When you enter the Vigeland Sculpture park you are in the grounds of the old manor house at Frogner. Today this is one of the most exclusive neighbourhoods in downtown Oslo, but when the current buildings were built 250 years ago, this was countryside. The manor, as you see it today goes back to the late 18th, early 19th century.
Until 1750 Frogner was a working farm. From then, it changed into a summer residence for members of the Norwegian social elite. In the mid 18th century Hans Jørgen Scheel changed the buildings into a Danish style manor house, and when the wealthy Bernt Anker bought Frogner Hovedgård in 1790 he gave the buildings the appearance they have today. A main half-timbered building with an enclosed courtyard. The industrialist Benjamin Wegner rebuilt some of the complex and added the tower.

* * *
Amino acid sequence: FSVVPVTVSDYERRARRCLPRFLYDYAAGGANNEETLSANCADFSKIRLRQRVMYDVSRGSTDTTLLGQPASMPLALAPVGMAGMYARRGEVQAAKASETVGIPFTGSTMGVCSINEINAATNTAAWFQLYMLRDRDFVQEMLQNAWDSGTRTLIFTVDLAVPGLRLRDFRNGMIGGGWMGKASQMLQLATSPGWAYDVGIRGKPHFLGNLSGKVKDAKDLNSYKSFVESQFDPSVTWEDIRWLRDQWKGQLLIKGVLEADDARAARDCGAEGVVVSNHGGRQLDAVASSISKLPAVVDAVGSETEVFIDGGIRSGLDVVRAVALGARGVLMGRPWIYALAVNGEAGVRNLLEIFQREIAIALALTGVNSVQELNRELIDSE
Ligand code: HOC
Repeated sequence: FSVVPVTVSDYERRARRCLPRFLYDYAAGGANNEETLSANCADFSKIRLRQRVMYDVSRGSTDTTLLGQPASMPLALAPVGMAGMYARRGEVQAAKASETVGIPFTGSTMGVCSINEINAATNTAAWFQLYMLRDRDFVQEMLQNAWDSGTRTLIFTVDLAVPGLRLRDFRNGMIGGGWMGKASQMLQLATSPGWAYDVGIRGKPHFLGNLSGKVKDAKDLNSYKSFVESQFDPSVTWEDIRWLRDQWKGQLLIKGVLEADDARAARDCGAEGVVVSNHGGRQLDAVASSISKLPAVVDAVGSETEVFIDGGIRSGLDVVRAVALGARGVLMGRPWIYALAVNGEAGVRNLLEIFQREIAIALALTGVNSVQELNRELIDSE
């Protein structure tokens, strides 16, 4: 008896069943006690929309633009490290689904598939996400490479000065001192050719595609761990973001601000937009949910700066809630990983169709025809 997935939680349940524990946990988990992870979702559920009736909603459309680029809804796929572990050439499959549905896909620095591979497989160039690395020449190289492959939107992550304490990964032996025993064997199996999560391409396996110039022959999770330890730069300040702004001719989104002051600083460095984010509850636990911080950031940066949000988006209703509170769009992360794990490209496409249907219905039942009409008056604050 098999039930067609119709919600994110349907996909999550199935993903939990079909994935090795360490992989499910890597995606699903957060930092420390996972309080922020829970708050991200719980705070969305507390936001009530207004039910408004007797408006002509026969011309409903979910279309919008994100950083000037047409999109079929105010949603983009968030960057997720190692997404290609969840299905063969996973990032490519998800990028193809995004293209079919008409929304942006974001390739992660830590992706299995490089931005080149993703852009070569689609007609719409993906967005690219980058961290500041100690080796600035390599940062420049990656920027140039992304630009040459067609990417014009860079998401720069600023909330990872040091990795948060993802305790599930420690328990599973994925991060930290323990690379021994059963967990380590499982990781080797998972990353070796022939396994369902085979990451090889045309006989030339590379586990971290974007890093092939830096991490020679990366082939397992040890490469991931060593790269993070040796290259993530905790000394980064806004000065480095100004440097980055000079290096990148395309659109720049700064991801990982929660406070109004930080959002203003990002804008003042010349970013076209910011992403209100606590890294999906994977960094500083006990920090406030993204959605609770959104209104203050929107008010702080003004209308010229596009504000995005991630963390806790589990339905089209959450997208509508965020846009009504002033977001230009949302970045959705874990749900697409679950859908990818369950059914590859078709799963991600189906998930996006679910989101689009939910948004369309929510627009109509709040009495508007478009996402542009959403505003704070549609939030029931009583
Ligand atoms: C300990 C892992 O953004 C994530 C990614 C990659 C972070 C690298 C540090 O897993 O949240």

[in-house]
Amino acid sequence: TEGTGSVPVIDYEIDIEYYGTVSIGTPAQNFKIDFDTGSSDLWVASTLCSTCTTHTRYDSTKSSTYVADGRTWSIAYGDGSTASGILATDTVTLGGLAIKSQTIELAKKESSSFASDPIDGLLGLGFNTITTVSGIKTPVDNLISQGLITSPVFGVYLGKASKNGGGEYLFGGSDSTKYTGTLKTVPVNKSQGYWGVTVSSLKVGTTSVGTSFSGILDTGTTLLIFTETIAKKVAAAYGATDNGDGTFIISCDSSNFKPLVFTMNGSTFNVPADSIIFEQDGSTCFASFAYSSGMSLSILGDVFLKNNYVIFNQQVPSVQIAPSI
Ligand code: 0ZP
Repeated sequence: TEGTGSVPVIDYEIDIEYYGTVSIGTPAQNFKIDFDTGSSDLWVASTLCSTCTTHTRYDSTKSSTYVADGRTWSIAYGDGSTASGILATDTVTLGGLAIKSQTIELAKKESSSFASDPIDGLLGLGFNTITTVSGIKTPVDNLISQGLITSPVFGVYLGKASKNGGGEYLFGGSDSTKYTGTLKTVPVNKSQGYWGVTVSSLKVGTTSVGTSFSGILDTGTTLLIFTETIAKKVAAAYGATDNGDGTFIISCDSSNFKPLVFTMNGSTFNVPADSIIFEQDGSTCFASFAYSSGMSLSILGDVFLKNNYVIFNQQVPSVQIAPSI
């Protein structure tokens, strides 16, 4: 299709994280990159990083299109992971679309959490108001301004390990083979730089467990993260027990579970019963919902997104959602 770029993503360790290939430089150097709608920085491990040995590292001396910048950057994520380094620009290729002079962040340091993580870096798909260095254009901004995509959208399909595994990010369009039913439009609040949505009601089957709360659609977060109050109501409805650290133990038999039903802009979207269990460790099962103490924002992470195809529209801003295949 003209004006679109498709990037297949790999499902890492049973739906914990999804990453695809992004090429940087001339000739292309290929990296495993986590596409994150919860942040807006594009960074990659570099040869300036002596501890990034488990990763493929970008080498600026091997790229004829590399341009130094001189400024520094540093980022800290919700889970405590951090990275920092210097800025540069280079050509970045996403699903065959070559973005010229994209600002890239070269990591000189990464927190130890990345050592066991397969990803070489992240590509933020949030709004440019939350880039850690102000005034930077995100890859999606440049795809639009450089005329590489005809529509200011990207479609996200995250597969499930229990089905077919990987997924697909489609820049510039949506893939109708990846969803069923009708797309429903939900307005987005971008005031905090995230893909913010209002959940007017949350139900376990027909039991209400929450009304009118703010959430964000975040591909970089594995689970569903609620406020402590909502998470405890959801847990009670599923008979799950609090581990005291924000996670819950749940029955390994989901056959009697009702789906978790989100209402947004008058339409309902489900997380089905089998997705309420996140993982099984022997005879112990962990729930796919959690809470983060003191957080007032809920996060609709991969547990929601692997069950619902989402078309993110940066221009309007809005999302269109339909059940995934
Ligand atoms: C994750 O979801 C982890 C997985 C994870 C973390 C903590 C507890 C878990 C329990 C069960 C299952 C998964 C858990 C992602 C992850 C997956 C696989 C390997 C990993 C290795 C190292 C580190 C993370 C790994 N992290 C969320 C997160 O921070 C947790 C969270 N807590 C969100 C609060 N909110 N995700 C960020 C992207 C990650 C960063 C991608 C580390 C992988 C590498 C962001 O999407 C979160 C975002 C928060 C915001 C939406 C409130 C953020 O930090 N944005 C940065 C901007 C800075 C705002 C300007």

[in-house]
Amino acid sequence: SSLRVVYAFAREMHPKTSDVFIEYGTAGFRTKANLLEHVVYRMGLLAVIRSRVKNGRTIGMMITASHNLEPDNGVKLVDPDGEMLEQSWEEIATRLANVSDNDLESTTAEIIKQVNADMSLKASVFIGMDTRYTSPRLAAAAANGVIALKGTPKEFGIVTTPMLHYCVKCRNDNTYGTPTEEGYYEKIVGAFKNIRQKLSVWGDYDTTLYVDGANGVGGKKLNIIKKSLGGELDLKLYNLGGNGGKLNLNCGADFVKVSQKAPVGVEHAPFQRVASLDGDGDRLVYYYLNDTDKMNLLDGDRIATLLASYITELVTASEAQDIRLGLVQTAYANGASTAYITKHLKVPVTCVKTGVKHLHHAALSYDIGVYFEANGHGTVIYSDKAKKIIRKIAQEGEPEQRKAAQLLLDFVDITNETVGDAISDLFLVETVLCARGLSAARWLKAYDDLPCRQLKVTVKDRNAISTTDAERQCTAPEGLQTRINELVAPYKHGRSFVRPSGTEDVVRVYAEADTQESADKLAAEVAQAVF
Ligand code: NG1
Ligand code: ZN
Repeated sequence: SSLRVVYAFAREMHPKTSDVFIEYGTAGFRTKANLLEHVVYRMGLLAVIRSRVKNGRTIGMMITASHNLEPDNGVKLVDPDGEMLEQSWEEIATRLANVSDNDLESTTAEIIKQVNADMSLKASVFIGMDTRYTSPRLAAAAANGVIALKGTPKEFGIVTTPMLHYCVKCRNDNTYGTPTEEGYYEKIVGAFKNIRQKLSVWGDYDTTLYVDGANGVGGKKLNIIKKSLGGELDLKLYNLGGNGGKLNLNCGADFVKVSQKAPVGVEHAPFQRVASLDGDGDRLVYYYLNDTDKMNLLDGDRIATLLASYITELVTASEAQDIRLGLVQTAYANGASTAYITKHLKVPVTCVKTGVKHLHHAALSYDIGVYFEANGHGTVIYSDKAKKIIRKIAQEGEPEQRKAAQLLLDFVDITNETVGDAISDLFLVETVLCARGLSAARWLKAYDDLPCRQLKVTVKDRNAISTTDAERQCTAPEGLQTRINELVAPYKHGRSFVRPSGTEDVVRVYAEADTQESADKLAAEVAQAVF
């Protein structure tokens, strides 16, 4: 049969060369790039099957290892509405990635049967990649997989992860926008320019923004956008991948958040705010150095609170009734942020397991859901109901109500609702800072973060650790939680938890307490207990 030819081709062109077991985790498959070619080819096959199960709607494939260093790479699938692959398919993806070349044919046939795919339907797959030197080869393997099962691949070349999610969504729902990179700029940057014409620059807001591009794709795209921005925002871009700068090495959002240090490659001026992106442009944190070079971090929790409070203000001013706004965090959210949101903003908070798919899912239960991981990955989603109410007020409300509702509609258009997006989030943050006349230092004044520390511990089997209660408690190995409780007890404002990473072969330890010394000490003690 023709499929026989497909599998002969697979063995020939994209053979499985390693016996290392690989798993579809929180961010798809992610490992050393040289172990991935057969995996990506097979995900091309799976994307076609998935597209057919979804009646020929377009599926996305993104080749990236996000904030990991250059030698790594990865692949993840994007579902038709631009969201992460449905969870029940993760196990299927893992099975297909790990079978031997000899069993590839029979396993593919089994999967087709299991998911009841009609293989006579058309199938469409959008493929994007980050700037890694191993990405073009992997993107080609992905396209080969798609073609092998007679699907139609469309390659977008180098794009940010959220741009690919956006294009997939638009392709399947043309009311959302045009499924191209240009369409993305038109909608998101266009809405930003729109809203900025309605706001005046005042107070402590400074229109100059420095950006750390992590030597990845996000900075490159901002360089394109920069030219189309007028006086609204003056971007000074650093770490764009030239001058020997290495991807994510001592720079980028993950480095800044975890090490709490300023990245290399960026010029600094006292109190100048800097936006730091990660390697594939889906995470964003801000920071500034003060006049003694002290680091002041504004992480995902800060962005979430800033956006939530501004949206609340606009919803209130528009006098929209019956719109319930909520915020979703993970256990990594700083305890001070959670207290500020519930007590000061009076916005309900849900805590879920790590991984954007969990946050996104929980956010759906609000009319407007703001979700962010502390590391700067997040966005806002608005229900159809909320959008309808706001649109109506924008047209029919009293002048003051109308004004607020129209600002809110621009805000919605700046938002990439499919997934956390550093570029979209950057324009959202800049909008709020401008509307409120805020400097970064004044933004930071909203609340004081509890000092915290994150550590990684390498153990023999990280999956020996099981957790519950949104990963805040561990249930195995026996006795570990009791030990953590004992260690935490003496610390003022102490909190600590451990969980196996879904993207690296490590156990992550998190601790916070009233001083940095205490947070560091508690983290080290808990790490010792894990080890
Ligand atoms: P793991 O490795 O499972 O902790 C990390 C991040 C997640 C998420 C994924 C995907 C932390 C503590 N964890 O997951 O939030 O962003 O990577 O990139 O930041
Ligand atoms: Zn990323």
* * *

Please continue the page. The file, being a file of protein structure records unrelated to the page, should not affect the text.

The city of Kristiania took over the manor in 1896, and now it house the collections of city museum of Oslo. These collections are worthwhile seeing, and if you are hungry you may sit down in the little café, open from 11AM til 4 PM, or take a pint or two in the shade of the large trees at Herregårdskroen, a nice waterhole connected to the manor.